When compared to her daughter Electra, Clytemnestra proves to be completely different. The factors that led to this verdict in favor of Orestes are: males are superior to females; Zeus approved the murder of Clytemnestra; Clytemnestra broke the sacred marriage bond by murdering her husband; and the acquittal will lead to a pact between Athens and the Furies. Since the theater rose out of religious ceremonies, it stands to reason that women participated. The Furies play a big part in these plays, especially in the third and final play, The Eumenides. Women participated heavily in religion so it is possible they participated fully in the theater, but they were excluded from the festival where the dramas that have come down to us were performed. This period was one of dynamic cultural and political change. Clytemnestra's wrath at the sacrifice of their daughter Iphigenia, and her jealousy of Cassandra, are said to have been the motives of her crime Encyclopedia Beta, 2007.
Evidence of these roles can be derived from even the Old Testament of the Bible as early as Genesis. After killing both Agamemnon and Cassandra, Clytemnestra announced it to the people of Argos, making sure that her role in the assassination was no secret to the public. Cassandra tragically knew that she and Agamemnon were about to die upon arriving in Argos, but there was nothing she could do to save herself. Had men had power to sing their own song, make their own poetry and choose their own destinies, they would deal with good, robust and exemplary heroines. An interesting discussion of this topic is at: Masks and Costumes in the Ancient Greek Theater Masks were important in ancient Greek drama. He is asking for deliverance from the retributive system of justice, where the only certainty is that bloodshed breeds more bloodshed. It all starts in Agamemnon with Clytemnestra, who murders her husband, Agamemnon, in order to obtain vengeance for his sacrificing of their daughter, Iphigenia.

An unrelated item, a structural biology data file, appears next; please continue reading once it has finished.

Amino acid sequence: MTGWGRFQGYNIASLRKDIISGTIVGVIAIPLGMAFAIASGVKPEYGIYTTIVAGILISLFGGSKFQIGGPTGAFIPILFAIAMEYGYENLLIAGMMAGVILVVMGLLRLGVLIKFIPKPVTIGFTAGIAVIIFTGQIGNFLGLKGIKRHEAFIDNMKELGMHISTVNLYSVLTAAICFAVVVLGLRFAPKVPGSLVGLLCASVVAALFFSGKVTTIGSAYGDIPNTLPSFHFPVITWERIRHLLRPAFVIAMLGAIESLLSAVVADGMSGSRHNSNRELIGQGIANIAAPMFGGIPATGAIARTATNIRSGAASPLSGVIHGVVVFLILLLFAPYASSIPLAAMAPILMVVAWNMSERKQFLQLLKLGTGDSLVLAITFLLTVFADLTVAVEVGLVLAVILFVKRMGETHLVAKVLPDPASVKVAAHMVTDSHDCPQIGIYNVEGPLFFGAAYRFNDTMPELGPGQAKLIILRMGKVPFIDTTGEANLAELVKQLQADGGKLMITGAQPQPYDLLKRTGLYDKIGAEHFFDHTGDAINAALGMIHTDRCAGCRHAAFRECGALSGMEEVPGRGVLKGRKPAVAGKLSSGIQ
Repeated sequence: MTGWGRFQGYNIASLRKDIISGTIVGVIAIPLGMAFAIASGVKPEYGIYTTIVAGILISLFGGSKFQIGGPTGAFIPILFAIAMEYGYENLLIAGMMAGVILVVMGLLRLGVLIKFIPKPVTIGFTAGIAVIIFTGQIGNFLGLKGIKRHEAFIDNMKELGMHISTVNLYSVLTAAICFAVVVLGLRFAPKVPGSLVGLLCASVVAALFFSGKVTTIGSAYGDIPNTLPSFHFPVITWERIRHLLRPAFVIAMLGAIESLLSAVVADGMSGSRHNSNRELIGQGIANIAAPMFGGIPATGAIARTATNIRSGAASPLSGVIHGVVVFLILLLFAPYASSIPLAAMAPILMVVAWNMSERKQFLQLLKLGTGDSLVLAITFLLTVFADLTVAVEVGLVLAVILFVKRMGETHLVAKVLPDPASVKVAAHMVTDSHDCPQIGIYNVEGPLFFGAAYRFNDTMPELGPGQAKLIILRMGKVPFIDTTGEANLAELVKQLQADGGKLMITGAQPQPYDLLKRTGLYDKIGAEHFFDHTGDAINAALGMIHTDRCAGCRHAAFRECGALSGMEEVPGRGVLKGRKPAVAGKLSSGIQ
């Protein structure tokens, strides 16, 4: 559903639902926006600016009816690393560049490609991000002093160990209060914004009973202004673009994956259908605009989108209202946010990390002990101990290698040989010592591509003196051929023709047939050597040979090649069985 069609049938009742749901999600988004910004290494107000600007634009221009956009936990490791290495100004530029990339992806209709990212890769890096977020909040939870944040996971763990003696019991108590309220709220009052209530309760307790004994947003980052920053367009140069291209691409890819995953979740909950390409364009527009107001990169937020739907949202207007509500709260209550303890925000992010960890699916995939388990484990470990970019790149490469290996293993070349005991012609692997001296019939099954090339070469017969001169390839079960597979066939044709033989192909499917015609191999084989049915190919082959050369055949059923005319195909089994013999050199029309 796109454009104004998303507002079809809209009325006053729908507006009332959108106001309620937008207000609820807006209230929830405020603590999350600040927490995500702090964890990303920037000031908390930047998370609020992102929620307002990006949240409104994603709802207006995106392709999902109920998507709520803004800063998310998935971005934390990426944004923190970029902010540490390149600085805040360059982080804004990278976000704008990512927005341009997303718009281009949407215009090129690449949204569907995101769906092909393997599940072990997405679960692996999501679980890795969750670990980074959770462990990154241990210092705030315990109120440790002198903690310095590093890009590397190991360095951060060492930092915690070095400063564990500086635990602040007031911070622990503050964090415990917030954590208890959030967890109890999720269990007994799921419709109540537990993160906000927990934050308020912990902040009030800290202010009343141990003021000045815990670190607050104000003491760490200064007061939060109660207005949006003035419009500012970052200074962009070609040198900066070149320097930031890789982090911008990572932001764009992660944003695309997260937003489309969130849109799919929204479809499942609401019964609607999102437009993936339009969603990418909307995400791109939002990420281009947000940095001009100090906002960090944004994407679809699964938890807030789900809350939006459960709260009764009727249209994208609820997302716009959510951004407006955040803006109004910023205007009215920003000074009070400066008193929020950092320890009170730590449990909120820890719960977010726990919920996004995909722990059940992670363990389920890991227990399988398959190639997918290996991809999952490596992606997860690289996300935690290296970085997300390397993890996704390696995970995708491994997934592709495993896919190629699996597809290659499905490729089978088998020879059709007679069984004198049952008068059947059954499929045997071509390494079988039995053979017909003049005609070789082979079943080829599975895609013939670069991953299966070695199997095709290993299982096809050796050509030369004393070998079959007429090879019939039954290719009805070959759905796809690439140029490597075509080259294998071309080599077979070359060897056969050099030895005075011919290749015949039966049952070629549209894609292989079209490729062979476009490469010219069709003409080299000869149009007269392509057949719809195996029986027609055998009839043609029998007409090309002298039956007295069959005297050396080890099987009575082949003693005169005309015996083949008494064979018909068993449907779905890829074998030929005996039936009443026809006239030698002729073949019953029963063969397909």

The conviction of the religion of Dionysus, that the worshipper can not only worship, but can become, can be, his god, is essentially dramatic. It that context there would be no restriction on women as performers nor on women in the audience. Clytemnestra finally kills Agamemnon after the Trojan War, when he brings home a raped and captured Trojan priestess. In Athens he is more associated with the sacrifice of a goat. Orestes instead has to go to Athens and plead his case before the goddess Athena. In order to demonstrate this, I will first describe those ways in which the views of justice in Aeschylus' Oresteia and in Heraclitus appear dissimilar.
She desires his death to avenge the sacrifice of her daughter , to exterminate the only thing hindering her from commandeering the crown, and finally be able to publicly embrace her long-time-lover. Greek plays were often presented to honor the god Dionysus but mainly in Athens. Clytemnestra's role in this play is a little different because she does not speak like most of the other women in the play. Electra wants to be more in control and assured of herself than what she believes her mother is, and she looks to her father for this assurance. The American Journal of Philology.